Two Vaccine manufacturers received Emergency Use Authorization for the COVID-19 vaccines in late December 2020. This pandemic, meaning a worldwide epidemic, has been stressful for everyone. One important way to get this current pandemic under control is to vaccinate as many people as possible, as quickly as possible.
Here are somefrequently asked questions:
Is it painful? It is as painful as getting a short, thin needle injected into your upper arm.
Does it take long? The actual injection itself takes seconds to administer.
Are there side effects? The following side effects have been reported: pain, swelling, redness at site of injection fatigue headache muscle pain chills joint pain fever nausea tiredness.
How long will the side effects last?Side effects normally go away in a few days.
What should I do to decrease side effects?Drink plenty of fluids, use or exercise the arm that got the injection, report any severe or sudden changes to medical.
Who should get the COVID-19 vaccine? Recommendations for vaccination are similar to the FDC flu vaccination high risk inmates are priority with remaining population being offered vaccinations as available.
Who should not get the vaccine? Anyone who has had a severe allergic reaction after a previous dose of the COVID-19 vaccine and anyone who had a severe reaction to any ingredient in the vaccine (examples are: polysorbate and polyethylene glycol)
Will I get COVID after getting the vaccine?The COVID vaccine will help protect you from getting COVID. You should continue to use protective measures: wash your hands often, cough into your arm, social distance when possible.
How many vaccines are there for COVID-19? Over 100. However, only two are currently authorized for use in the United States, with a third likely to approved as soon as the end of January 2021 and a fourth likely to be approved in the next few months.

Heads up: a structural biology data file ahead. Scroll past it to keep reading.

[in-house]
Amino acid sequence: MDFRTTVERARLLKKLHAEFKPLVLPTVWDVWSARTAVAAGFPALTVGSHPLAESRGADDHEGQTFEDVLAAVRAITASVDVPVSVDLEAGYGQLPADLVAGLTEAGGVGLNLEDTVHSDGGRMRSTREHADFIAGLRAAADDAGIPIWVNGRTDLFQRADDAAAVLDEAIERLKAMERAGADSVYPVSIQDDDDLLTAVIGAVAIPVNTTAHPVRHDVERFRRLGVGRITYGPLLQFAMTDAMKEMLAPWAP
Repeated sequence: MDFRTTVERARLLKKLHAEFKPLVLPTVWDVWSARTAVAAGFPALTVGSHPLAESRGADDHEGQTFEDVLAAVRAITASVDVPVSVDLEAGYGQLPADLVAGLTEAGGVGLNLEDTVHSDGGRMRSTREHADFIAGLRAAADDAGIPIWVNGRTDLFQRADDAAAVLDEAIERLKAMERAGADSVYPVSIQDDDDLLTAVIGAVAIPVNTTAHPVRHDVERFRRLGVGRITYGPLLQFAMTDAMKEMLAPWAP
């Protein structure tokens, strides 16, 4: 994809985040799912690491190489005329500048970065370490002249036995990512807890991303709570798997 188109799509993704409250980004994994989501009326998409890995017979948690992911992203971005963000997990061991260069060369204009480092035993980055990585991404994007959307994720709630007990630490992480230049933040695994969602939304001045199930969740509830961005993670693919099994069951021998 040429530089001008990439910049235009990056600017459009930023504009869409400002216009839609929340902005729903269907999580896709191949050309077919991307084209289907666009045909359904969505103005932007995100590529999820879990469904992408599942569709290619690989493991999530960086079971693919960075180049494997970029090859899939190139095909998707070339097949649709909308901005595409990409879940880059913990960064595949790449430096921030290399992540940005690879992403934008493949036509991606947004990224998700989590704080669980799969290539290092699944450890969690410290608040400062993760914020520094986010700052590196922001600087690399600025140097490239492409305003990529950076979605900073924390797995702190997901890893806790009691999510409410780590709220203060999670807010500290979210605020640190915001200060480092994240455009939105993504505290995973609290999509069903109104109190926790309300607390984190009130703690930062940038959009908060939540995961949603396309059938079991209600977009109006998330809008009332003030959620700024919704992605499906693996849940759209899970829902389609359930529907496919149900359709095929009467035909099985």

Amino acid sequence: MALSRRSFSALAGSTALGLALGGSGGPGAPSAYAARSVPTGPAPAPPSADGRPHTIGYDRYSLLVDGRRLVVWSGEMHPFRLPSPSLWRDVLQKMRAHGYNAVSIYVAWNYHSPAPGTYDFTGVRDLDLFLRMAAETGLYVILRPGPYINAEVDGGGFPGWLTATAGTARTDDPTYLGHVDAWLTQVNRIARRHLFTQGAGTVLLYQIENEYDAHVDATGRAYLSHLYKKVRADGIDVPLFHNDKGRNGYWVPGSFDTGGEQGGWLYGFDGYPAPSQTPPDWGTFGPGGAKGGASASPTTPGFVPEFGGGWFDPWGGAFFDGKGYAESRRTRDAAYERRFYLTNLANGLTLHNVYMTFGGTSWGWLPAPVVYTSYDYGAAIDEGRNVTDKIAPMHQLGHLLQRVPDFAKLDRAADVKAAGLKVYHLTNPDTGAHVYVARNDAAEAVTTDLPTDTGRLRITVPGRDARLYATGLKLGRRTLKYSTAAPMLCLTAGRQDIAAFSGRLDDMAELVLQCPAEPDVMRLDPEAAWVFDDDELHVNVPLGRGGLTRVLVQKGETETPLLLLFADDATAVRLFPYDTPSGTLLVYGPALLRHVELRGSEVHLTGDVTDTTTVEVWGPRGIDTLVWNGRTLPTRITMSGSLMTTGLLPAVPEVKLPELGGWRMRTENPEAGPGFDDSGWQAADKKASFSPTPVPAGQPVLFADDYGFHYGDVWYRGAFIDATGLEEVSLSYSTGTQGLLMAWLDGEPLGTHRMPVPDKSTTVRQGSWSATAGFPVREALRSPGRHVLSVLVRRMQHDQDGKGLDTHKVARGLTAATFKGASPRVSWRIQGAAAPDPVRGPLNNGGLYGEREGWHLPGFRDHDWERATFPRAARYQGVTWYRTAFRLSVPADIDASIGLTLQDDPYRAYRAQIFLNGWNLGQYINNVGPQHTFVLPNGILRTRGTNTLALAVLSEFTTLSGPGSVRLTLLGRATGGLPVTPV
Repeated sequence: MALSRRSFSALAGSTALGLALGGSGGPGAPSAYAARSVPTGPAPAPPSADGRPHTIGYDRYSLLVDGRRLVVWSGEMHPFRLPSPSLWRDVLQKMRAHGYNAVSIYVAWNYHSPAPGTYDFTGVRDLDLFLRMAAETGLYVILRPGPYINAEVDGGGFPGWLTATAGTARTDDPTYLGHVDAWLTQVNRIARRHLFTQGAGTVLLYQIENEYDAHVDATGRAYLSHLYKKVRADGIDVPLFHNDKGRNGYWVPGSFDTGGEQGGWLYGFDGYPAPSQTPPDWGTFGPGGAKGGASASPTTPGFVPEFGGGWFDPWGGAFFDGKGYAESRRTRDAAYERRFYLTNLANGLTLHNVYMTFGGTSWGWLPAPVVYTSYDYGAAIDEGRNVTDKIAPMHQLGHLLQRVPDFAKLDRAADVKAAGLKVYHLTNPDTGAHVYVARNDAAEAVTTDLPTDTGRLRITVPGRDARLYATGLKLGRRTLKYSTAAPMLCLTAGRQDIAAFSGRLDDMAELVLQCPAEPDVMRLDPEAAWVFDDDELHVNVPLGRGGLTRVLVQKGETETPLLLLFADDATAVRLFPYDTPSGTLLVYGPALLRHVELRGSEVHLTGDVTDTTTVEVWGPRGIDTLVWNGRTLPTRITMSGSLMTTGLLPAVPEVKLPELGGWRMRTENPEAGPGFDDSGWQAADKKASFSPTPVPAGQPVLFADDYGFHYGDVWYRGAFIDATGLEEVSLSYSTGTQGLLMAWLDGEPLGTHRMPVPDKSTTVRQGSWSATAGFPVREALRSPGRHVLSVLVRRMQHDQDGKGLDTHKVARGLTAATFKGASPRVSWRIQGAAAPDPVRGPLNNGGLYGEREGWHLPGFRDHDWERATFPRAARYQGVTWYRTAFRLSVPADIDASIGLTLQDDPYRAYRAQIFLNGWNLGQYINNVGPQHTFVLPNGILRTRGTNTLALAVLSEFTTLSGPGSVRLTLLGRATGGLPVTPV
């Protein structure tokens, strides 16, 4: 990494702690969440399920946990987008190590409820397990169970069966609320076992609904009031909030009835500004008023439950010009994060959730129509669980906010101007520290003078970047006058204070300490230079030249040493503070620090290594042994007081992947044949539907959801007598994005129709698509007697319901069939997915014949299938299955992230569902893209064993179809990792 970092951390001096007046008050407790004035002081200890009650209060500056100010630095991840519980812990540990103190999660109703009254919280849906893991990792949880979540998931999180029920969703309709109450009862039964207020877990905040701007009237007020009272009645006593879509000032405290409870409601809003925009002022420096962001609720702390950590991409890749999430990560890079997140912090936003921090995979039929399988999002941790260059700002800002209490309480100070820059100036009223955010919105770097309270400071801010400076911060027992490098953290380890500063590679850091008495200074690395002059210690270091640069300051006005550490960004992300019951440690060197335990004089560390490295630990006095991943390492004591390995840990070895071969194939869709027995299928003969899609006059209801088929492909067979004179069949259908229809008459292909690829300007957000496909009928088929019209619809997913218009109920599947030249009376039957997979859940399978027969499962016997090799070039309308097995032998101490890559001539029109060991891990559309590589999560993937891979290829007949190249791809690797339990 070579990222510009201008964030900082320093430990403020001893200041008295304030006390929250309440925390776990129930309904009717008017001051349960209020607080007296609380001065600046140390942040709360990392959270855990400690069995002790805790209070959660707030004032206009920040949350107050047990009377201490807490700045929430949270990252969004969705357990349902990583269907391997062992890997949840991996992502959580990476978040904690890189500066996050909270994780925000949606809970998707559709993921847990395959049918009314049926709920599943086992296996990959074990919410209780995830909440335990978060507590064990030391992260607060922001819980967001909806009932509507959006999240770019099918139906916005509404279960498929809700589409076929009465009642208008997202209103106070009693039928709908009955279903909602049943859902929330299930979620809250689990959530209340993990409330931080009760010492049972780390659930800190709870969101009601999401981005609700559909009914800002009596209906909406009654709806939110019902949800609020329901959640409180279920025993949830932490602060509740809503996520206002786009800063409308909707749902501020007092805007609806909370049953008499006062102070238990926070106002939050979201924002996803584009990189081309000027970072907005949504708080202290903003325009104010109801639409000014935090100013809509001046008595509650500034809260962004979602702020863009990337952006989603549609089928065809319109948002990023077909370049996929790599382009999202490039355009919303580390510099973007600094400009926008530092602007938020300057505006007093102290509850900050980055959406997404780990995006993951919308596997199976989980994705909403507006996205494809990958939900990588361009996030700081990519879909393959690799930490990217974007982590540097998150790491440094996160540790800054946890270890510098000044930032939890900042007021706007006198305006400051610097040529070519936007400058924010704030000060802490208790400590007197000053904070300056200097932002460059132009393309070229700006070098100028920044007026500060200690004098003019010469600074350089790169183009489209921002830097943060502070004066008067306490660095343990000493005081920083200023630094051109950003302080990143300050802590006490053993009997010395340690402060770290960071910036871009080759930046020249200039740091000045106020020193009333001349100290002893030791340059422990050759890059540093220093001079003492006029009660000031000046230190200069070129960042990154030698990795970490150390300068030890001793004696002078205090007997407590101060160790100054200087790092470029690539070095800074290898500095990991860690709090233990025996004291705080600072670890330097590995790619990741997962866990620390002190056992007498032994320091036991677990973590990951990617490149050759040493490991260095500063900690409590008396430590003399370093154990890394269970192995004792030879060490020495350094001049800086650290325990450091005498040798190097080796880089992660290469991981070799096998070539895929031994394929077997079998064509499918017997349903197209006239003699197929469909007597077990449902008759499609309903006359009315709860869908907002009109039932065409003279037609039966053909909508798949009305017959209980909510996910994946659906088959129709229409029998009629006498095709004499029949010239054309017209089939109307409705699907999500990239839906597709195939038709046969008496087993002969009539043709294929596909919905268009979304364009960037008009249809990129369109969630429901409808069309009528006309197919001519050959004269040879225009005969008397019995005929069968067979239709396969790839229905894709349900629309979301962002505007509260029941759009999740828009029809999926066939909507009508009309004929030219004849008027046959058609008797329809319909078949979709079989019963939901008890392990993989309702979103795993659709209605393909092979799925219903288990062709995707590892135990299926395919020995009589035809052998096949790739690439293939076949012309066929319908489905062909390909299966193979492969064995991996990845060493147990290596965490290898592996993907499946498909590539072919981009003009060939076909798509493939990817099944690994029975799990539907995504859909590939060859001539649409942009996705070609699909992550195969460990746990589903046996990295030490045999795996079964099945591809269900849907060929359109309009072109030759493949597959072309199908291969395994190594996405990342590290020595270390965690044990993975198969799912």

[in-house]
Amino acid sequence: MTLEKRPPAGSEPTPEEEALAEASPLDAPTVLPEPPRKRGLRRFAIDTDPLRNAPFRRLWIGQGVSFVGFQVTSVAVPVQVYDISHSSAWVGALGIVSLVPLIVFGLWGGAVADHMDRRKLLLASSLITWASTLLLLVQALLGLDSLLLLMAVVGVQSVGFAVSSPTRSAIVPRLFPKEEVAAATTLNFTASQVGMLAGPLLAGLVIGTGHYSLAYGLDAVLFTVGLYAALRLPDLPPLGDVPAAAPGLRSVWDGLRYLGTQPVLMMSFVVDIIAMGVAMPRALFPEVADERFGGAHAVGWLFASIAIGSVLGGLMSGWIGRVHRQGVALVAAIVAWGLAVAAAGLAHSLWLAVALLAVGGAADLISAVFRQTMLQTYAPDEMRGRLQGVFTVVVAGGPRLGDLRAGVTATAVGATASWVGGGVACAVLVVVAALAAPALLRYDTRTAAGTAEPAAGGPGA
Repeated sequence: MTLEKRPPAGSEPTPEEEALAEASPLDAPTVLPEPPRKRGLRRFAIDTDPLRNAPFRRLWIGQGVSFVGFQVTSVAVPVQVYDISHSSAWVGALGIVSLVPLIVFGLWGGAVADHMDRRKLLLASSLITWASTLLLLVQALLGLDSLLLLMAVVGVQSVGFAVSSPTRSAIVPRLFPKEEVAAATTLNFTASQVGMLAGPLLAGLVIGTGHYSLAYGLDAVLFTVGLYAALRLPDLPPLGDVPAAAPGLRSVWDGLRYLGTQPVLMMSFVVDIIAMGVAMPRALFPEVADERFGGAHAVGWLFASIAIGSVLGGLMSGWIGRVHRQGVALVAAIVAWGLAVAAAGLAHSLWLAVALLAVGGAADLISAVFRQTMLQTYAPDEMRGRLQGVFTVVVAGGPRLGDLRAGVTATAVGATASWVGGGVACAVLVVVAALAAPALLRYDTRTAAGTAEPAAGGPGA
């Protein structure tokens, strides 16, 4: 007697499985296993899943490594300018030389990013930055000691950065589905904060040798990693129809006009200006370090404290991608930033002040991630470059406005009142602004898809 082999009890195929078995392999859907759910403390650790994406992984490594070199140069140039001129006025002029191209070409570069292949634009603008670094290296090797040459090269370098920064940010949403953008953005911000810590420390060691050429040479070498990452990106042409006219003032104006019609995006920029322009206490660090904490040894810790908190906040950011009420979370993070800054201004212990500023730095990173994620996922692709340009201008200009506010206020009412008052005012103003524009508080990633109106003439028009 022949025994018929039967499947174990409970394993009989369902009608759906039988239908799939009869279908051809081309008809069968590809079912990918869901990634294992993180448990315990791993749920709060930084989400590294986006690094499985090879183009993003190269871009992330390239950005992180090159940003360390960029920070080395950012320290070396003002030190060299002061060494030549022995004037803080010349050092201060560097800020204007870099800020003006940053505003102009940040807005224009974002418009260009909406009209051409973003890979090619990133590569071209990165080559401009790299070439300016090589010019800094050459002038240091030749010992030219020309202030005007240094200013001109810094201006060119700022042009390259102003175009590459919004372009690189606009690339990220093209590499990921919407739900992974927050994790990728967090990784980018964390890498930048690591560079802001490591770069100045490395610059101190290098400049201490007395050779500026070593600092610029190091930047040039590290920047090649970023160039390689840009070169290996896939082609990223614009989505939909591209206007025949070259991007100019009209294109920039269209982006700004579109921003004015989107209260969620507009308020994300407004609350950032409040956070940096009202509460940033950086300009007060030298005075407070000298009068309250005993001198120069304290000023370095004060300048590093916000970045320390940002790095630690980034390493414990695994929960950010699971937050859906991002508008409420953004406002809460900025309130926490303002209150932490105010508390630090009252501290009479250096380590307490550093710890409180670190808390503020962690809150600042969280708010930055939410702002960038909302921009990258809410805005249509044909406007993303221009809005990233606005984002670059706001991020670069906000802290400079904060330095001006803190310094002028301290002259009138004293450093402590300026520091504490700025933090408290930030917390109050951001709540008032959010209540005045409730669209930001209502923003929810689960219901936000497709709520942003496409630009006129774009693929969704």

How many doses of the vaccine would I have to take? Of the two vaccines currently available, both require two doses spread apart over 3 to 4 weeks.
I am interested in getting vaccinated, when can I expect to receive my shots? While these vaccines have been approved, they are in extremely short supply. FDC is working with the State Department of Health to receive vaccines. As soon as they are available in our system, we will begin the vaccination process.
The medical department will be going dorm to dorm the next few nights for COVID vaccine education. We will be reading the above prompt to the entire dorm.
We will be asking all of you to either consent or refuse the vaccine after the education is provided.
All inmates must be on their assigned bunks for the education. Once we are done with our education, we will ask each of you to stand in 2 lines, one line for consents and one line for refusals. Were asking that you stand in either line in your assigned bunk order and sign the appropriate paper work for what your decision will be.
We will be arriving with dorm rosters to insure that each and every one of you are accounted for as this is a mandatory education.
If you refuse the vaccine tonight, you are able to consent at a later date via the Sick Call or Inmate request process.
If you consent for the vaccine tonight, you are able to refuse the date of your appointment.
Please be advised, the sooner were able to finish, the sooner you all will be able to enjoy your nights.
Tomoka CI Medical Department.
By George Broxson